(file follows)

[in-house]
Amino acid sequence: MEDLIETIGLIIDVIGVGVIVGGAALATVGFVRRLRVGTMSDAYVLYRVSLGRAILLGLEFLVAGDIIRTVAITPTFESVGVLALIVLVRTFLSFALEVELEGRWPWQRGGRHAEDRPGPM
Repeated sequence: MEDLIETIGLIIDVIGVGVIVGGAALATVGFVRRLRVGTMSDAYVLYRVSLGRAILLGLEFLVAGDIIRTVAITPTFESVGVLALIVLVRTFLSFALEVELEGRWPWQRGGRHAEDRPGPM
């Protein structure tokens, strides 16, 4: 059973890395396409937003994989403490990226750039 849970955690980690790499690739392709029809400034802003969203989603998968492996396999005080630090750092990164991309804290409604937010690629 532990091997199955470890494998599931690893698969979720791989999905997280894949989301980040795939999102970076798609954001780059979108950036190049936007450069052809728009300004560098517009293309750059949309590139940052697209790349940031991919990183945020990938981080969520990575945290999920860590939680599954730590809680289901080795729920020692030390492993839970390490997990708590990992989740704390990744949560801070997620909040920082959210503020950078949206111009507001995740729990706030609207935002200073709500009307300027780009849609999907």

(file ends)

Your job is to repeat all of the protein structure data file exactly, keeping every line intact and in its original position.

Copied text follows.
[in-house]
Amino acid sequence: MEDLIETIGLIIDVIGVGVIVGGAALATVGFVRRLRVGTMSDAYVLYRVSLGRAILLGLEFLVAGDIIRTVAITPTFESVGVLALIVLVRTFLSFALEVELEGRWPWQRGGRHAEDRPGPM
Repeated sequence: MEDLIETIGLIIDVIGVGVIVGGAALATVGFVRRLRVGTMSDAYVLYRVSLGRAILLGLEFLVAGDIIRTVAITPTFESVGVLALIVLVRTFLSFALEVELEGRWPWQRGGRHAEDRPGPM
């Protein structure tokens, strides 16, 4: 059973890395396409937003994989403490990226750039 849970955690980690790499690739392709029809400034802003969203989603998968492996396999005080630090750092990164991309804290409604937010690629 532990091997199955470890494998599931690893698969979720791989999905997280894949989301980040795939999102970076798609954001780059979108950036190049936007450069052809728009300004560098517009293309750059949309590139940052697209790349940031991919990183945020990938981080969520990575945290999920860590939680599954730590809680289901080795729920020692030390492993839970390490997990708590990992989740704390990744949560801070997620909040920082959210503020950078949206111009507001995740729990706030609207935002200073709500009307300027780009849609999907």